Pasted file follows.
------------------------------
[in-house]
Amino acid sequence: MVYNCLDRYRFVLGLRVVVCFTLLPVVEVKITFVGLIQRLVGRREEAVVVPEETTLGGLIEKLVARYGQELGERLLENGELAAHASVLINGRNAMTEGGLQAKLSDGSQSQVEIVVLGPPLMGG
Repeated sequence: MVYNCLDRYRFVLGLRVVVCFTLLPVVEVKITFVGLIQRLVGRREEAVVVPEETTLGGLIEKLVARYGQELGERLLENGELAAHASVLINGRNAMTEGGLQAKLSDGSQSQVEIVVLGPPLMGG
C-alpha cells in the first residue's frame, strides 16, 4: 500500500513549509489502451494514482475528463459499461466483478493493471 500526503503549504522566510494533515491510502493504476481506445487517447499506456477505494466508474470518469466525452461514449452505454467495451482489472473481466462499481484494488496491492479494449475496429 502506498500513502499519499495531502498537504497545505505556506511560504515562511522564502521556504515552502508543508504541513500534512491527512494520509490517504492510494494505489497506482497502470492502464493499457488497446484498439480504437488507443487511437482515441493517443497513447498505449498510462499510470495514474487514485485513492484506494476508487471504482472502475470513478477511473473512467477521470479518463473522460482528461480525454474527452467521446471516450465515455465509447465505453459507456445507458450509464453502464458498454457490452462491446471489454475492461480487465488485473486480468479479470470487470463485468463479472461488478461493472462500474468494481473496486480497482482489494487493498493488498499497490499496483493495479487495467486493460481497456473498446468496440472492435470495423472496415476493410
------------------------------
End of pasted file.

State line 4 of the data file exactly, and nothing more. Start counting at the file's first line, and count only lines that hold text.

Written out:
C-alpha cells in the first residue's frame, strides 16, 4: 500500500513549509489502451494514482475528463459499461466483478493493471 500526503503549504522566510494533515491510502493504476481506445487517447499506456477505494466508474470518469466525452461514449452505454467495451482489472473481466462499481484494488496491492479494449475496429 502506498500513502499519499495531502498537504497545505505556506511560504515562511522564502521556504515552502508543508504541513500534512491527512494520509490517504492510494494505489497506482497502470492502464493499457488497446484498439480504437488507443487511437482515441493517443497513447498505449498510462499510470495514474487514485485513492484506494476508487471504482472502475470513478477511473473512467477521470479518463473522460482528461480525454474527452467521446471516450465515455465509447465505453459507456445507458450509464453502464458498454457490452462491446471489454475492461480487465488485473486480468479479470470487470463485468463479472461488478461493472462500474468494481473496486480497482482489494487493498493488498499497490499496483493495479487495467486493460481497456473498446468496440472492435470495423472496415476493410